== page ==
Philip Snow - the artist inspired by Cheshire's birds and terrain
PUBLISHED: 00:16 03 January 2012 | UPDATED: 20:29 20 February 2013
HRH Prince Charles is just one of the many fans of the artist and writer Philip Snow who is inspired by Cheshire's birds and terrain WORDS AND PAINTINGS BY PHILIP SNOW
The print version of this article appeared in the January 2012 issue of Cheshire Life
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It is great testimony to Cheshires varied landscape and wildlife that it can still inspire so many artists, naturalists and walkers to explore and depict it. As my own ageing, ex-pat and accident-prone limbs now make many walks impossible, it is often down to the huge number of sketches, memories and photos amassed over many years to provide the stimulus.
And especially at this moment in time, as we seem to be re-entering the real winters of my childhood on Cheshires suburban north-east boundary, when the River Bollin and Dunham Parks appeared the height of wilderness!
I suspect that Cheshires great variety of landscapes stems mainly from its geology, with fertile flood plains squeezed between the hard millstone grits and limestones of the Pennines and the Welsh hills, further bifurcated from north to south by the beautiful Sandstone Trail ridge [which incidentally provided words and pictures for my first Cheshire Life Wildlife Landscapes article, 30 years ago].
I used to especially love long weekend rambles through many such parts of Cheshire, while restarting my art career at Manchester Polytechnic, and the challenge of painting wildlife in its correct habitat, or even among famous views.
The bleakly beautiful Pennine edge was especially attractive to my old Thoreau-esque hippie self, with its remote farms and snowy moors, punctuated by thrusting rock forms and necklaced with organically rambling stone walls. This first picture is based on such rolling foothills near Mellor, with laughing green woodpeckers flashing across the snowy track, and isolated farmsteads providing a glimpse of essential human end of the day warmth.
These are just one of the farm/country birds that we are losing, in many places, while ironically their great-spotted cousins are often thriving if mainly because of our peanuts! And that masks the main problem: many garden bird numbers are only going up because many country bird populations are going down.
Drastically. But not this next one: the gorgeous jay. Formerly a skulking woodland bird, oft persecuted as any of the crow tribe were for their love of the occasional egg or chick, jays are now commonly seen - or most often heard screeching - in most parks and large gardens.
These are in Green Walk, Bowdon, where I lived for several years while doing my BA at the Poly - and incidentally watching many urban foxes. We had one particular winter that provided many scenes of great winter beauty, from near-frozen Bollin weirs to the particular attraction of 1st Dunhams birches among the pristine snows, let alone out among the hillscapes of Cheshire.
So that brings me to a picture of one of the worlds most successful omnivores, seen here by Raw Head on the superb Sandstone Trail, by Bickerton Hill. The rich red sandstone of the ridge provided an appropriate foil for a Red Fox, and the flat plain across to the Welsh hills, its rich larder.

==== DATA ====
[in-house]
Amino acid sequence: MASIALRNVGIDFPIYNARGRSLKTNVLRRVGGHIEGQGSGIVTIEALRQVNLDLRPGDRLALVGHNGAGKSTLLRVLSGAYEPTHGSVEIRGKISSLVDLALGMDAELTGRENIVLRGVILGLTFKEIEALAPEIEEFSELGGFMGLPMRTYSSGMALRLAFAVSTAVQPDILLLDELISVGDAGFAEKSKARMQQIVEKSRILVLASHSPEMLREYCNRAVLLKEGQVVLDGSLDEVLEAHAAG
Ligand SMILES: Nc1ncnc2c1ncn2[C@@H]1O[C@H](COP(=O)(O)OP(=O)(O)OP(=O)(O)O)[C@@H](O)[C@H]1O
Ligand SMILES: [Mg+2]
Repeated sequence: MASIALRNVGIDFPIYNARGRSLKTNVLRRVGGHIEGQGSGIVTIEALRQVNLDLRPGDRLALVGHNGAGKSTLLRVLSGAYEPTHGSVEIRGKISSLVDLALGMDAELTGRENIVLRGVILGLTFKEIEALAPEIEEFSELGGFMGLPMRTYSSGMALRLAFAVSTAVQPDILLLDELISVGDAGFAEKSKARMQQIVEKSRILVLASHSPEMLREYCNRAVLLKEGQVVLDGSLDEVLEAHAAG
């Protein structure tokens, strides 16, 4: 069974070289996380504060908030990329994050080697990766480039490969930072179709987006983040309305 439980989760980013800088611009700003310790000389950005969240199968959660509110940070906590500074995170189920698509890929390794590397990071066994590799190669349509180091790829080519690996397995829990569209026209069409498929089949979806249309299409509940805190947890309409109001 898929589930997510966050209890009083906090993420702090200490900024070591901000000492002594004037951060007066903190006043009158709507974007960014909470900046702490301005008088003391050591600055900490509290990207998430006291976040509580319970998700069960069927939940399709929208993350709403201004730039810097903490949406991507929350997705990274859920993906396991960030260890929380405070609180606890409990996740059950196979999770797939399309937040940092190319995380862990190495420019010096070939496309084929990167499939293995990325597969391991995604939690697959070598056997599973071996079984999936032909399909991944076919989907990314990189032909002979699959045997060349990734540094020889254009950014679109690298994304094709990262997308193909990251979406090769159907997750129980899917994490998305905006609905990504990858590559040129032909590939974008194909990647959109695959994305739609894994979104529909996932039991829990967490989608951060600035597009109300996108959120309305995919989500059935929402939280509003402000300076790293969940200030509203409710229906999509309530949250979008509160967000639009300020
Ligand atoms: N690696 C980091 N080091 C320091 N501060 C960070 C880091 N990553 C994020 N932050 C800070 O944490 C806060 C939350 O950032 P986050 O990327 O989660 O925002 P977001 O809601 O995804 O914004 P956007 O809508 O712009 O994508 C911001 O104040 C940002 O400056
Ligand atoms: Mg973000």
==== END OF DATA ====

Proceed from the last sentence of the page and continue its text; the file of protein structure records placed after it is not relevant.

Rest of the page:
Winter is notoriously hard on water birds, and I did not see kingfishers for many years after that most famous of hard winters, 1963. Mind you, I was more preoccupied with skating home from Lymm Grammar along the Bridgewater Canal, playing ice hockey on King Georges Pond, or whizzing around Altrincham Ice Rink to the sounds of the Beatles. And it was birds of a different feather that distracted me most of all!
Nevertheless, the sight of the now rather incorrectly named common kingfisher has always thrilled, whether a single bird by a modest Cheshire stream, near Dunham, as here, or seeing autumnal hordes of them on Turkish estuaries, or others among everything from Asian jungles to Welsh rock pools [the latter sedately fishing for prawns].
Although long resident in North Wales, I still visit family in Cheshire and the haunts of my youth, and several of my dogs have enjoyed walks in the Dunham Parks over the years. Although they are rather changed from the 1950s and 60s, they still hold enough natural beauty to stir, and especially the sight of the fallow deer among the snowy bracken although red squirrels are now sadly missing, since at the very latest, I think, in 1960, when I last saw one there.
It is both parks statuesque trees, particularly common beech and lime, English oak, sweet and horse chestnuts that provide such a superb foil for the deer, and even one has to admit, that much-vilified interloper, the grey squirrel. Then theres all the fungi associated with the trees, with colourful exotics like fly agaric, purple blue-legs, or blewitt, and several exotic boletii, all providing extra visual stimulus. Harking back to woodpeckers, all three species of them, and many other woodland and water birds can be seen in the parks.
Thankfully, one of our most charismatic mammals, the Eurasian Otter, is on the way back in many parts of the UK. Cleaner rivers are the main reason, with less persecution a good second. We can now see them in many former haunts, as here on the Dane, even meandering through cities when the rivers are fishy enough, and that also means urban common kingfishers and grey herons can be seen in places as formerly industrial as Stockport, or as busy with leisure craft as Chester, or the Ship Canal.
As we witnessed last year, winters especially as unpredictable as ours, can bring big problems. Yet they also reveal great beauty. But dont forget to feed the wildlife that so complement the various snowy scenes. We will be helping many birds tremendously, and I suspect they are going to increasingly need it.